Actually, I’m not really basing anything on its age. I’m basing it on newly discovered or learned information. Something that can’t happen in your faith based model. Since you brought it up though, there’s a long list of old-wives-tales demonstrate that older beliefs weren’t always quite true. A lot of them were widely held beliefs that people knew to be true. Then we got some new information and learned maybe amber beads, worn as a necklace, can’t actually protect against illness or cure colds. Or that ivy growing on a house may not actually protects the inhabitants from witchcraft and evil.

By Breathless on 1/20/2011 5:01:59 PM , Rating: 2
Agreed, but there is nothing in the bible that you can apply that to. I challenge you to do so.

By morphologia on 1/20/2011 5:28:37 PM , Rating: 2
The burden of proof rests upon the collected hearsay of two millennia. No one needs to "disprove" anything in the Bible because nothing meaningful in the Bible has ever been "proven."

By jahwarrior on 1/20/2011 7:11:21 PM , Rating: 2
Science can only answer the question how, but not why. When you try to answer the why question, you leave empirical science and head into the realm of indoctrination; such is the case with the current evolutionary dogma. The theory of evolution has not been proven in the lab, and the fact that many of you falsely claim so, just makes me question your motives. Are you after the true answer or something else? I don’t see what’s wrong with genuine open and honest scientific research and communication? All I see is anger and scorn towards anybody that questions the unproven theory of evolution. Why are people so afraid that someone may have a Christian belief or a belief in God, etc. Don’t get what the big deal is.

By kraeper on 1/20/2011 7:52:06 PM , Rating: 2
I like that this debate was all sparked by a "Theistic Evolutionsist" .. which is about as open-minded as one can get. So basically he accepts mutation and natural selection, which are very well-founded science, but rejects the "Oh well, some primordial soup magically spawned life" part of the "science" of Evolution. (Incidentally, 90% of the problem is that the term Evolution is applied to micro evolution, macro evolution, and origin of life theories.) So he calls the Origin of life portion Design, which is entirely more logical than any theory that rejects design.

I kinda like this professor for that.

By zozzlhandler on 1/20/2011 9:37:11 PM , Rating: 1
What nonsense! Literal interpretations of the bible are the domain of those so-called religious people unequipped to carry on n intelligent discussion. So using it in an argument against religion is like saying you are as narrow and closed as they are (perhaps you are). Any reasonable theologian will tell you that the death spoken of as due to sin is spiritual death, the end of living a life with full spiritual and physical awareness. The physical body does not last forever, so eternal physical life is a ridiculous concept.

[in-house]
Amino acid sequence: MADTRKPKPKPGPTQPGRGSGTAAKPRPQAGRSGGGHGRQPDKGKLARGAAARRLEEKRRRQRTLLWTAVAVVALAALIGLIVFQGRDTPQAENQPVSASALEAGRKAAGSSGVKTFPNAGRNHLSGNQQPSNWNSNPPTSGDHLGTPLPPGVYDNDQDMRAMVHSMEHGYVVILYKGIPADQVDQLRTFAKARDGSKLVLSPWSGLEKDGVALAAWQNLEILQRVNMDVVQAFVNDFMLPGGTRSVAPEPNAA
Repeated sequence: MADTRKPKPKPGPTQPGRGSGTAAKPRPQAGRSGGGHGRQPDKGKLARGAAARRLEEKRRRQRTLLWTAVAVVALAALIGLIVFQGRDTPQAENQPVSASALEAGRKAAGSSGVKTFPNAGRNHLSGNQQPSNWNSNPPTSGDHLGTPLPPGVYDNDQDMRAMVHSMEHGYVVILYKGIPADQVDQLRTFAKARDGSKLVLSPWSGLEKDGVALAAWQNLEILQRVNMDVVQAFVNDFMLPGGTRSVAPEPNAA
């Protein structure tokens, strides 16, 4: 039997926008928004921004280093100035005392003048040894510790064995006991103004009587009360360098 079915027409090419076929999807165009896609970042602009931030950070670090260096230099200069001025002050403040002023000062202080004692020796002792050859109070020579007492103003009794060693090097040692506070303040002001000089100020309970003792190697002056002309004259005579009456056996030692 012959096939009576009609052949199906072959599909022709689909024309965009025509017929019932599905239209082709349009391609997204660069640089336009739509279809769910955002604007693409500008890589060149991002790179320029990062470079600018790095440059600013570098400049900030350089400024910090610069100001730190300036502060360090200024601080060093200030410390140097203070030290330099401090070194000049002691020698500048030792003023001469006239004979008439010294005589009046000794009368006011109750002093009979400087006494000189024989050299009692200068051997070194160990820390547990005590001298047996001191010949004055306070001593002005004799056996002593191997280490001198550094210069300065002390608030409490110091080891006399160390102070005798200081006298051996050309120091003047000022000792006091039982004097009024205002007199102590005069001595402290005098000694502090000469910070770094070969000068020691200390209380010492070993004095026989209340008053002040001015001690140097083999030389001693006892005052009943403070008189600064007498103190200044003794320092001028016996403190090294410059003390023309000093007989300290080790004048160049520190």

So you see a *really* religious (and reasonable) person can answer all of your nitpicking.

Stop equating "religious person" with the well-meaning but stupid people we see all the time trying to convinve us that science is not true.

By Visual on 1/21/2011 8:46:04 AM , Rating: 2
Hey zozzy,
Of course you are right.
"A *really* religious (and reasonable) person can answer all of your nitpicking"
Yes, by saying that anything obviously false should not be taken literally, and anything illogical but not proved or disproved yet doesn't need a proof but just faith, and we should not be questioning or trying to understand things as "unknowable are God's ways" or similar. That's theology for you.
But that doesn't make religion correct, just makes it acceptable for those desperate to believe it. You can apply the same to spaghetti-monsterism as well.

By zozzlhandler on 1/21/2011 10:41:15 AM , Rating: 2
You completely misunderstand. A religious worldview can be as internally consistent as a scientific theory, without any "unknowable" or "mysterious" stuff. But trying to get literal meaning in a modern scientific context from an ancient book is bound to fail. However, if you regard the book as explaining creation symbolically to a people with little or no science, you may get a surprise. For instance, the creation story lists the beasts in their evolutionary order (fish, amphibians, reptiles, birds, mammals). Perhaps this mere chance. Perhaps not. The "seven days" might be how you explain seven epochs to a primitive.

But none of this really shows the great need for religion in the current time. Is science really going to solve all the moral problems, all the greed (both corporate and individual) that is doing such damage to our world?

I think that science is powerless to solve this kind of problem.

But think on this for a moment. If there had been no Jesus, would there be anyone today that thinks about the good of all humanity? Would anyone try to look beyond the good of their own nation? Few enough do this even with the huge foundation of moral righteousness that major religions have pushed into our collective consciousness. Look at the culture of today, and what it might have been without the amazing force of the followers of Jesus. Then tell me religion is wrong.

By Visual on 1/24/2011 6:15:26 AM , Rating: 2
Your implication that atheists (or even non-Christians in general) have worse morals is downright insulting.

By Quadrillity on 1/23/2011 10:22:06 PM , Rating: 2
If God did it right the first time why did he exterminate all life on Earth except for the inhabitants of the Ark?